Secular Ethics

From the beginning of human civilization feeding ourselves has been an objective of survival. Today the world faces poverty and starvation, people dying from hunger, children eating from garbage. Poverty causes life threatening disease and social conflict between rich and poor and discrimination and dominations from the stronger to the weaker in all  levels in society. Injustice, corruption and wars are ever present and we face increasing climatic disasters, knowing that mankind has contributed to this. In many cities, pollution blocks our view of blue sky and greenery, breathing polluted rather than clean air.

To be human is to seek a solution. And so, we seek to understand the root causes of these world dilemmas.

Is it not possible that the solution lies in the application of an ethical response to all kinds of social issues that affect not only our humanity but our environment, the animal kingdom and our whole universe?

 Secular ethics provides a moral, ethical model for the whole world. Surely it can provide an ‘antidote’ for the root causes of our world dilemmas. Secular Ethics is an inclusive approach to embrace our shared human inner values. It is not dependent on any particular religion. It respects all human beings (believers/non-believers), all communities, all cultures and all religions. It is based on common sense, common experience and scientific evidence. The foundation of secular ethics is laid by compassion and common humanity.

His Holiness the Dalai Lama, expresses a global vision for an ethical world through secular ethics. In 2000, he launched his book "Ethics for the New Millennium" which explains the ethics of restraint and the need for discernment and many other important concepts. The global community has started to understand his vision. In 2012, his book "Beyond Religion" was published inspiring the global community to act on one shared vision. These publications form the core resources of secular ethics.  More recently Ayur Gyan Nyas and Emory University has developed Secular Ethics in education curriculum which has spread to several dozen countries hoping to adopt the curriculum in modern education globally.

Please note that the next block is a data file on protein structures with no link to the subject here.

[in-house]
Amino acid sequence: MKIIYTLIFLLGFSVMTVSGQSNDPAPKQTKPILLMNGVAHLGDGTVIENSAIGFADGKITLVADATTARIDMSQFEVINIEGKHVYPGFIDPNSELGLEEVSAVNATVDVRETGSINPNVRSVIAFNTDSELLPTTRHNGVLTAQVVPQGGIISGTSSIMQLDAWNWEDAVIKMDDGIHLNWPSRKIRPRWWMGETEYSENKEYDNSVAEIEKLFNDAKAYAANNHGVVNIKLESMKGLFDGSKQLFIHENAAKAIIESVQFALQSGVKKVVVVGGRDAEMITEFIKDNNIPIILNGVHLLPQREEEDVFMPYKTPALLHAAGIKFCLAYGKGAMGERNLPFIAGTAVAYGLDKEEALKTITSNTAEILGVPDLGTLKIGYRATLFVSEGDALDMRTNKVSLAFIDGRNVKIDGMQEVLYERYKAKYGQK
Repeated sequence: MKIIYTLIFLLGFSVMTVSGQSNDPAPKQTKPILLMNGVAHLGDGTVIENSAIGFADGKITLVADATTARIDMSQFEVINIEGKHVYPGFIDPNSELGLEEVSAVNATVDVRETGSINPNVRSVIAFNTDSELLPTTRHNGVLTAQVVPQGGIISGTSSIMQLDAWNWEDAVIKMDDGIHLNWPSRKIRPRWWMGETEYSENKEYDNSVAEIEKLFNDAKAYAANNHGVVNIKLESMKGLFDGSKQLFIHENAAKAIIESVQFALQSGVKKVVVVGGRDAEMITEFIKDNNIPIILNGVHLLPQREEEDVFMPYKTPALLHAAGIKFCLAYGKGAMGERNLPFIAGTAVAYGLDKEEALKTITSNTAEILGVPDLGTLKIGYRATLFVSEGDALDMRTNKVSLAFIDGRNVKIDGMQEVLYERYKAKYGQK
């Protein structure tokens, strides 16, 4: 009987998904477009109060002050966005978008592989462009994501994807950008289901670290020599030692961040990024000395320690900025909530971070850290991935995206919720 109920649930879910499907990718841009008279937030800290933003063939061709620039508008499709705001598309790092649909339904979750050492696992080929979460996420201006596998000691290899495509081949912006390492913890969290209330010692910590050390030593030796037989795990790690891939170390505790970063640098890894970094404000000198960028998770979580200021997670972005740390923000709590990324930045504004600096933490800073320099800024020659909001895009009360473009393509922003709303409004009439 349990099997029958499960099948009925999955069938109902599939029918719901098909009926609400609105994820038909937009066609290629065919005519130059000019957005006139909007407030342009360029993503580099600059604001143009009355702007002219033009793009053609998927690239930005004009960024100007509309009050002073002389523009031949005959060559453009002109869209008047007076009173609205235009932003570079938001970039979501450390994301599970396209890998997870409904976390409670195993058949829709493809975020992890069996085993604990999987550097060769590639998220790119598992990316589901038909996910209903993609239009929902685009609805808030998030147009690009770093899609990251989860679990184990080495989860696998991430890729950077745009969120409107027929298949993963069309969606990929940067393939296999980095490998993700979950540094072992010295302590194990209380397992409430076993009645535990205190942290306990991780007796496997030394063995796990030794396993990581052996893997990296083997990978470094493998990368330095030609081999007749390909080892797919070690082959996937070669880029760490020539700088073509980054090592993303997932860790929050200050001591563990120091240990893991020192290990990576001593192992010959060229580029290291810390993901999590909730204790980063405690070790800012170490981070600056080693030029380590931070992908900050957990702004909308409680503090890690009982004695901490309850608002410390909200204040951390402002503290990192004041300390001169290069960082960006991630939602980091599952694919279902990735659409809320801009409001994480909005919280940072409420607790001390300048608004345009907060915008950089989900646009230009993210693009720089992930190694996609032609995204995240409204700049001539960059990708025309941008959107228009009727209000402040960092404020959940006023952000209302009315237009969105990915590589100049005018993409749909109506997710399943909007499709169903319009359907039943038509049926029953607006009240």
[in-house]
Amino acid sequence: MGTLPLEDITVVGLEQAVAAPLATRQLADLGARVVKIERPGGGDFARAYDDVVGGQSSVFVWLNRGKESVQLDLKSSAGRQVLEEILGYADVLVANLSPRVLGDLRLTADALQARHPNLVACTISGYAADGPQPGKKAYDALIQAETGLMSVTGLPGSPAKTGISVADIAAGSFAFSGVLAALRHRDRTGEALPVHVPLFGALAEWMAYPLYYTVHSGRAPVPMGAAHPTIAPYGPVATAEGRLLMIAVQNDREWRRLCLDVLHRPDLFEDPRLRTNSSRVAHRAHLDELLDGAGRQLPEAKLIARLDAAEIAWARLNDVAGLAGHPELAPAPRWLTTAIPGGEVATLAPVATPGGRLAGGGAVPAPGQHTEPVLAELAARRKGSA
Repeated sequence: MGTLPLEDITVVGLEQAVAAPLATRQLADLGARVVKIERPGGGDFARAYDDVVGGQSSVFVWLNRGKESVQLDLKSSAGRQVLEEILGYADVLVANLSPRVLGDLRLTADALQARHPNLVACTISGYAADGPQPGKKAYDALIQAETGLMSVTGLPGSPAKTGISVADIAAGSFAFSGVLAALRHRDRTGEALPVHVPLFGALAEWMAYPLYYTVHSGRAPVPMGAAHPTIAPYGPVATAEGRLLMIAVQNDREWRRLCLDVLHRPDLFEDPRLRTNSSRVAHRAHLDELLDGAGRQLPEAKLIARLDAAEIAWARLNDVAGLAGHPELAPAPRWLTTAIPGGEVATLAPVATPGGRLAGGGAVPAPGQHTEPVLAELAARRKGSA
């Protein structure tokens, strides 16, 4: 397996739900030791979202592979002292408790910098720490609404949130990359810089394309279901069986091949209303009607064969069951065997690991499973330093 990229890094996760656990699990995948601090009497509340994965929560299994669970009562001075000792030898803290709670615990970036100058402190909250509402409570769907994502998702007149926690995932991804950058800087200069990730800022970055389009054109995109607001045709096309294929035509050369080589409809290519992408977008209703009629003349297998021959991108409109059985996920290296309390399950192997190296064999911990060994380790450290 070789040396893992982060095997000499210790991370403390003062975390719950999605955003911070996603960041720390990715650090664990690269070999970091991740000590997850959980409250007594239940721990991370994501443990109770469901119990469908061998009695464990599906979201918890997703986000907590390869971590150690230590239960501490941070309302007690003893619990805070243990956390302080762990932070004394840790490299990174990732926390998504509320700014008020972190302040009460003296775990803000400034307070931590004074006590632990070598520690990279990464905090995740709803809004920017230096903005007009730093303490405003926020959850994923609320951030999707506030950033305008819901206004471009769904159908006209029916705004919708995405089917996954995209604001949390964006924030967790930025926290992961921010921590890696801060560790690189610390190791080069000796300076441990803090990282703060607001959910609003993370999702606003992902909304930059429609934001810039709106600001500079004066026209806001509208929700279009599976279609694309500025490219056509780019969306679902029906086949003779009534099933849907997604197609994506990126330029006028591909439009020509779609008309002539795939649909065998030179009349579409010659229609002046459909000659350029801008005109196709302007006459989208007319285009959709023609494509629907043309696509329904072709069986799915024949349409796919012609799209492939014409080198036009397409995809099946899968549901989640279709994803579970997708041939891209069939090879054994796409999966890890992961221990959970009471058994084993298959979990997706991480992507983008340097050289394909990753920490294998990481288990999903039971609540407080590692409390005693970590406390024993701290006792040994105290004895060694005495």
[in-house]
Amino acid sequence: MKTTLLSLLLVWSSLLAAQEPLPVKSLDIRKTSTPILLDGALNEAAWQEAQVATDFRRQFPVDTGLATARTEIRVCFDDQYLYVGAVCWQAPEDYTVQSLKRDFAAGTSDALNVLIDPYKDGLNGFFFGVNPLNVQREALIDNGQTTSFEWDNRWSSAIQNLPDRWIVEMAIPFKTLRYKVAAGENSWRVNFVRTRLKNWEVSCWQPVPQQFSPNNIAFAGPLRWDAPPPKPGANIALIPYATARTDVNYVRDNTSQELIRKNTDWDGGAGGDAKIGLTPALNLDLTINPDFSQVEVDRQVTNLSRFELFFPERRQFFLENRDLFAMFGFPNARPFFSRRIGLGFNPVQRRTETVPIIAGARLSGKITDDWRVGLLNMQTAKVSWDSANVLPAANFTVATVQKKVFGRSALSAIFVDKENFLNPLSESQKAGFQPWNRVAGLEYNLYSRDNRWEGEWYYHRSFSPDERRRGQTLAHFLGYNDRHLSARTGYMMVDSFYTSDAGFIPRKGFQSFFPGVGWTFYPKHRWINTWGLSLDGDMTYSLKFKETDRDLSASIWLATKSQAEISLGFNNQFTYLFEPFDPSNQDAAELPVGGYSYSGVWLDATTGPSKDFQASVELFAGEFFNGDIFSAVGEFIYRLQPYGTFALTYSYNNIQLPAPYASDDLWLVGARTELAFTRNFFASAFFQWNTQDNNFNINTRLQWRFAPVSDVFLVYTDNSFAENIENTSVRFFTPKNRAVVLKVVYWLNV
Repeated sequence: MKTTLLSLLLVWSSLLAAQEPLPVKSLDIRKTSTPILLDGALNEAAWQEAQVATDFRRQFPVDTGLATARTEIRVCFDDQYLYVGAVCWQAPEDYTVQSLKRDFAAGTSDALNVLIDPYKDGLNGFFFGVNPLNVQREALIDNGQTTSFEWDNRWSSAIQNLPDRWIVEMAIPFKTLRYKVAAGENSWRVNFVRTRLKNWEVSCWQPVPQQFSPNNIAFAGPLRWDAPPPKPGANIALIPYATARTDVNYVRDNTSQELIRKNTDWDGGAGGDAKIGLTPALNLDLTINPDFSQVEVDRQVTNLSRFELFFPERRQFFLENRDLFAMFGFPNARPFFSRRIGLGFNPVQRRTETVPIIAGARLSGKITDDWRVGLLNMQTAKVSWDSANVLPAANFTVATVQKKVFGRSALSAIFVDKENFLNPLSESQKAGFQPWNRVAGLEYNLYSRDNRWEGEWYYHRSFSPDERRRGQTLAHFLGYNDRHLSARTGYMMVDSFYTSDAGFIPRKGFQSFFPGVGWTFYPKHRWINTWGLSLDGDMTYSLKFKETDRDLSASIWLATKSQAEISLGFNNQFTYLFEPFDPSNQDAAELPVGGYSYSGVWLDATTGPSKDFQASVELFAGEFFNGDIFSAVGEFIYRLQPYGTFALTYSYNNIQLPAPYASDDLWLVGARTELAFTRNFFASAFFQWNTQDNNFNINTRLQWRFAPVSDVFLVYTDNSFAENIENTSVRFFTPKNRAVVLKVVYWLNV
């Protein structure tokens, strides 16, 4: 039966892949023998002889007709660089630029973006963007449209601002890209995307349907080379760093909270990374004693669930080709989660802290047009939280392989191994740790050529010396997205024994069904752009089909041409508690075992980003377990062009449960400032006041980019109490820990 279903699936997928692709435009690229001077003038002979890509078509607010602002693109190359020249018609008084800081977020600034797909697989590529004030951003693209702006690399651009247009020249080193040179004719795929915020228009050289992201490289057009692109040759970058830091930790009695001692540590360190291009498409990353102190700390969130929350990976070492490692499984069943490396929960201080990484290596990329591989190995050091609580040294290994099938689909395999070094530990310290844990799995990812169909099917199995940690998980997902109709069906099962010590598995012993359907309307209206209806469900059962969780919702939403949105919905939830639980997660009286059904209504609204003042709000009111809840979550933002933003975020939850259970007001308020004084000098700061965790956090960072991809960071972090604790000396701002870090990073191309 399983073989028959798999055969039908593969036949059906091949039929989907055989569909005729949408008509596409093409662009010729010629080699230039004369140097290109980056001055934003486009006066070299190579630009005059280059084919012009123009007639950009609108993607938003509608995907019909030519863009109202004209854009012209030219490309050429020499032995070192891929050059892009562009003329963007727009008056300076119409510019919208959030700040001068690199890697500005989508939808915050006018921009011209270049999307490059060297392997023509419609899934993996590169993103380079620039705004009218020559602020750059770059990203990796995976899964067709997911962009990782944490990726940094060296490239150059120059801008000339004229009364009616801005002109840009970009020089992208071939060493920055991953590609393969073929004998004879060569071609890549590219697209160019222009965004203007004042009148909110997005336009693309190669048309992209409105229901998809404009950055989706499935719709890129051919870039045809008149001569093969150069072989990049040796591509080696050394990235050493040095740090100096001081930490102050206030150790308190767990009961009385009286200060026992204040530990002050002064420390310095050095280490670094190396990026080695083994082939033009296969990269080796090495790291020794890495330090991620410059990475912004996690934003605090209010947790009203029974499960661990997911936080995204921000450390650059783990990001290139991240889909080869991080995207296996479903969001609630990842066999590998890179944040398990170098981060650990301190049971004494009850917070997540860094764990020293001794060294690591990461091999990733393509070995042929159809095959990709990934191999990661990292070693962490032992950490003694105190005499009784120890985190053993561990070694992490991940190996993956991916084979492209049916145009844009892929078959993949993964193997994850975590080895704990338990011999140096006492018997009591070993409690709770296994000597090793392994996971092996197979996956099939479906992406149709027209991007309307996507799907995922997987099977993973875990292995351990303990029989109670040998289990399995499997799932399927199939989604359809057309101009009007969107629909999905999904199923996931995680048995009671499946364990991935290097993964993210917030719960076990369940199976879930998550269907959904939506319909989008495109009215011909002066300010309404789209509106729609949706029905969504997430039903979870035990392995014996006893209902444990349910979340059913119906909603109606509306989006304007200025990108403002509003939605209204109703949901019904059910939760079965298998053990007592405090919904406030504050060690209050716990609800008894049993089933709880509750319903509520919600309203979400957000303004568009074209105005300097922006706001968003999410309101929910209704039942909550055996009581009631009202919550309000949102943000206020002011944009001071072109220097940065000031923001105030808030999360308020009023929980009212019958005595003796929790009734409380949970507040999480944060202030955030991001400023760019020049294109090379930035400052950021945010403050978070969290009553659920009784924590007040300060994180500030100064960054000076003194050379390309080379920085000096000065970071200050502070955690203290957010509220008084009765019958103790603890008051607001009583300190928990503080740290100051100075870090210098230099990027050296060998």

The secular Ethics programs in Tong-Len Charitable Trust is carried out in joint partnership with The Dalai Lama Trust. 

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News Paper Articles

 

Creating a Happier world

  

Layard opened the conversation by asking His Holiness how we can make our hearts warmer.

“We are well-equipped from birth to be warm-hearted and to take care of others,” he replied. “Our very survival depends on other members of our community. From the moment we are born we depend on our mother’s affection. Becoming familiar with being taken care of when we are young prepares us to look after others when are able to. Being warm-hearted and taking care of each other is a natural thing to do.

Our Happiness, Our Health, Our Future

“Real world peace is rooted in finding peace of mind. Anger, jealousy and frustration easily become a source of violence, therefore we need to strengthen the sense of compassion that is our basic human nature. As I said before, in the past we really only paid attention to our local community, whereas now we have to take the whole of humanity into account.

“We must focus on finding peace of mind, remembering that compassion is the foundation of genuine peace. As human beings, we have the same kind of face and the same kind of mind. Because we have so much in common, we have to find a way to live together side by side in a peaceful, happy world.